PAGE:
Just as the spike in oil prices has made a trip to the gas station a painful experience, the cost to ship goods has increased significantly.
The New York Times reported that due to the high cost of oil, transportation has become an even greater factor for businesses and is "upsetting the logic of diffuse global supply chains, that treat geography as a footnote in the pursuit of lower wages." (The example: When chicken and fish are raised or caught in the West, shipped to Asia to be filleted and packaged, and then shipped back to the West to be eaten.)
The article focuses mostly on industrial manufacturers, but food is a huge part of this issue, as we're used to getting berries and avocados in winter, not even questioning where they might be grown.
The article suggests higher transportation costs could turn some foods that are now frequently found in middle-class homes into luxuries.
But shipping costs may also be promoting the local food movement.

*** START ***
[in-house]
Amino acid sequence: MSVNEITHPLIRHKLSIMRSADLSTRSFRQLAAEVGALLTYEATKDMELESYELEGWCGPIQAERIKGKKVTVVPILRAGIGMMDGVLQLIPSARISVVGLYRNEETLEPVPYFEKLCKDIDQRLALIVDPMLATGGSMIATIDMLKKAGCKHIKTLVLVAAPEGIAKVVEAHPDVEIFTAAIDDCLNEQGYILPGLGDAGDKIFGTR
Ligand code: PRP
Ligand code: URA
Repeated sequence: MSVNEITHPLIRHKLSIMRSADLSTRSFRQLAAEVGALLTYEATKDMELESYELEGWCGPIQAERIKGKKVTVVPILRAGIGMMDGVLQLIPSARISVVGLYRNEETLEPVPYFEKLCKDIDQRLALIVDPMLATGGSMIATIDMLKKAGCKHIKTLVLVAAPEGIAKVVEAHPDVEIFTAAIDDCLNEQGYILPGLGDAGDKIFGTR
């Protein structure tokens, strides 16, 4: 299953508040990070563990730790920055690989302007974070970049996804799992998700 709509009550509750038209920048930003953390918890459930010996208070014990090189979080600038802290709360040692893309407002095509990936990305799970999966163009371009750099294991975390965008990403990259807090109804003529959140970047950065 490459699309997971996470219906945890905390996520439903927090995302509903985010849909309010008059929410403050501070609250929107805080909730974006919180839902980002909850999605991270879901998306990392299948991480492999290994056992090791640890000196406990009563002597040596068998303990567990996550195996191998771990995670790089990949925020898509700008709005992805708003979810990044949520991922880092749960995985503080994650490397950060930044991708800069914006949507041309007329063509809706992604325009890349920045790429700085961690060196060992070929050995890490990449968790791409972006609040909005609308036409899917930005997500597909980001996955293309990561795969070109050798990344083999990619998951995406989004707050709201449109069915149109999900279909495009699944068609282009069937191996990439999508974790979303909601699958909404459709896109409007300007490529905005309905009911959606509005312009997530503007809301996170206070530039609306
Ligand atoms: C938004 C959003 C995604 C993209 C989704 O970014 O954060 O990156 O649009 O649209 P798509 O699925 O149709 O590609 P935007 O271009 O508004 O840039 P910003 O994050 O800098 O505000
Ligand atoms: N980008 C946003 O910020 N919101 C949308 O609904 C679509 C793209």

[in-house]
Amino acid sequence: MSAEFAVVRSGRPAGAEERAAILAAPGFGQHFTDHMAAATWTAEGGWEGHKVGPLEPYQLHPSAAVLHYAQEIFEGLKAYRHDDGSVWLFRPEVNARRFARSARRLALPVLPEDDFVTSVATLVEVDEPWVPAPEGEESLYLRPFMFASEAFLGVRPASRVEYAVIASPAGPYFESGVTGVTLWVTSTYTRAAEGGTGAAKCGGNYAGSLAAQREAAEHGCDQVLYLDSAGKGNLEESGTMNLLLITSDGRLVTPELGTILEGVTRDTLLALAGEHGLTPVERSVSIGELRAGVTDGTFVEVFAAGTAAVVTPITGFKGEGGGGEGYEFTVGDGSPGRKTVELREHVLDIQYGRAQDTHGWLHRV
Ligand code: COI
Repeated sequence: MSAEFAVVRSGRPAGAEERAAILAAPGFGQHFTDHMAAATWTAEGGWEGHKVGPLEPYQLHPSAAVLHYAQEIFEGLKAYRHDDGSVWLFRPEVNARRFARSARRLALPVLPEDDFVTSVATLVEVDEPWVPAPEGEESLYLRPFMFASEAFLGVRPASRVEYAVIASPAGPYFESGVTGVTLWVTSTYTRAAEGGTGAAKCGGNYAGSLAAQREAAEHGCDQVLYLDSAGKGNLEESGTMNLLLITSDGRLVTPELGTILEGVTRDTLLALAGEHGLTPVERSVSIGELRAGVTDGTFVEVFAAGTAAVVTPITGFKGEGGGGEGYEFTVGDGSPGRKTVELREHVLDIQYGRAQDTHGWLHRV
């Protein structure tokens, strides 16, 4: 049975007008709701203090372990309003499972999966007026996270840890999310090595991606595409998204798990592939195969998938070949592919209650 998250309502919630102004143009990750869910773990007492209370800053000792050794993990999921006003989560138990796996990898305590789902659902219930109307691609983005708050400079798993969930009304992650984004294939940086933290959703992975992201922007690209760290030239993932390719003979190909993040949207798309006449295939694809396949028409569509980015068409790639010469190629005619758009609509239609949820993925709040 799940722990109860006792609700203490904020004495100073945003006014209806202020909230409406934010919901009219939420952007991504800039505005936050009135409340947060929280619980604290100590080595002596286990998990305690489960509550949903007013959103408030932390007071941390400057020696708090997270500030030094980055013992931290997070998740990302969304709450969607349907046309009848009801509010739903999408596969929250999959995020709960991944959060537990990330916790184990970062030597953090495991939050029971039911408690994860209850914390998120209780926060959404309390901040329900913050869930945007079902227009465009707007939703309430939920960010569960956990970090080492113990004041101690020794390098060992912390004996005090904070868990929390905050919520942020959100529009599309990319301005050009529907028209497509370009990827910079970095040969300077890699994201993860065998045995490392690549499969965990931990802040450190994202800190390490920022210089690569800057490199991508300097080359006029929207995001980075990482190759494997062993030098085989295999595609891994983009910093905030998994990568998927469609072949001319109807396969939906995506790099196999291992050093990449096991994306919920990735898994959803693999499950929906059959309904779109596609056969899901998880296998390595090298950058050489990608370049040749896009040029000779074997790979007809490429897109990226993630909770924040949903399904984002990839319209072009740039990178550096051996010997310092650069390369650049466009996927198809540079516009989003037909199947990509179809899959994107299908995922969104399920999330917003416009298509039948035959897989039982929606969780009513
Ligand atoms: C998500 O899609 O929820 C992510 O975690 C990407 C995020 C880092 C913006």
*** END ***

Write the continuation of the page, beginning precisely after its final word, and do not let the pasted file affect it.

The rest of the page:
The Times also reported on how supermarkets are cashing in on this local trend, and are in fact competing with farmers' markets for the widest variety of fresh fruits and vegetables.
Naturally, smaller local farmers have benefited.
And as usual, Wal-Mart is a good marker for the trend. The paper reports that last month Wal-Mart announced that it plans to spend $400 million this year on locally grown produce.
Agribusiness giants such as Dole and Nunes are getting in on the act too. The article says those two companies have contracted with farmers in the East to grow products like broccoli and leafy greens that they used to ship from the West Coast.
It's still a work in progress, as some bigger stores learn to deal with smaller farms, and farms get up to speed on pricing, invoicing and ordering systems.
But many in the industry believe the local movement is not a fad. Matt Seeley, vice president for marketing of the Nunes Company, is quoted in the article: "Its going to be a way of life. I dont think there is any turning back."
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